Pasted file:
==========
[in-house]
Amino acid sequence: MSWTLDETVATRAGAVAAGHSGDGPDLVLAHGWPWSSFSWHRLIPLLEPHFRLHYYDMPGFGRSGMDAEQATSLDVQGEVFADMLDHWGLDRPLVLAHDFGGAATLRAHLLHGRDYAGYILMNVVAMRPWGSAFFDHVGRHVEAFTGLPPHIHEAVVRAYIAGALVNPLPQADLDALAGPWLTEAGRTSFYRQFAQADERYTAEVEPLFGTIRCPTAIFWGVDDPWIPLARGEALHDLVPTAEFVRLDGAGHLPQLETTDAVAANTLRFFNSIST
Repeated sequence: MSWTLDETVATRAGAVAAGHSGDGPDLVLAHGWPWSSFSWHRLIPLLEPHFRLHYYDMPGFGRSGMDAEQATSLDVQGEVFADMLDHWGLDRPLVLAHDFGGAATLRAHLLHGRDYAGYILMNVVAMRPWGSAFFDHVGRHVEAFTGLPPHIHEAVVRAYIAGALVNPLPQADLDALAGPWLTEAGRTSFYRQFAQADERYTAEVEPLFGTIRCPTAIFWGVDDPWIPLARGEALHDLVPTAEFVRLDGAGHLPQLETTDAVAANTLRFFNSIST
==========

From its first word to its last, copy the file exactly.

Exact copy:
[in-house]
Amino acid sequence: MSWTLDETVATRAGAVAAGHSGDGPDLVLAHGWPWSSFSWHRLIPLLEPHFRLHYYDMPGFGRSGMDAEQATSLDVQGEVFADMLDHWGLDRPLVLAHDFGGAATLRAHLLHGRDYAGYILMNVVAMRPWGSAFFDHVGRHVEAFTGLPPHIHEAVVRAYIAGALVNPLPQADLDALAGPWLTEAGRTSFYRQFAQADERYTAEVEPLFGTIRCPTAIFWGVDDPWIPLARGEALHDLVPTAEFVRLDGAGHLPQLETTDAVAANTLRFFNSIST
Repeated sequence: MSWTLDETVATRAGAVAAGHSGDGPDLVLAHGWPWSSFSWHRLIPLLEPHFRLHYYDMPGFGRSGMDAEQATSLDVQGEVFADMLDHWGLDRPLVLAHDFGGAATLRAHLLHGRDYAGYILMNVVAMRPWGSAFFDHVGRHVEAFTGLPPHIHEAVVRAYIAGALVNPLPQADLDALAGPWLTEAGRTSFYRQFAQADERYTAEVEPLFGTIRCPTAIFWGVDDPWIPLARGEALHDLVPTAEFVRLDGAGHLPQLETTDAVAANTLRFFNSIST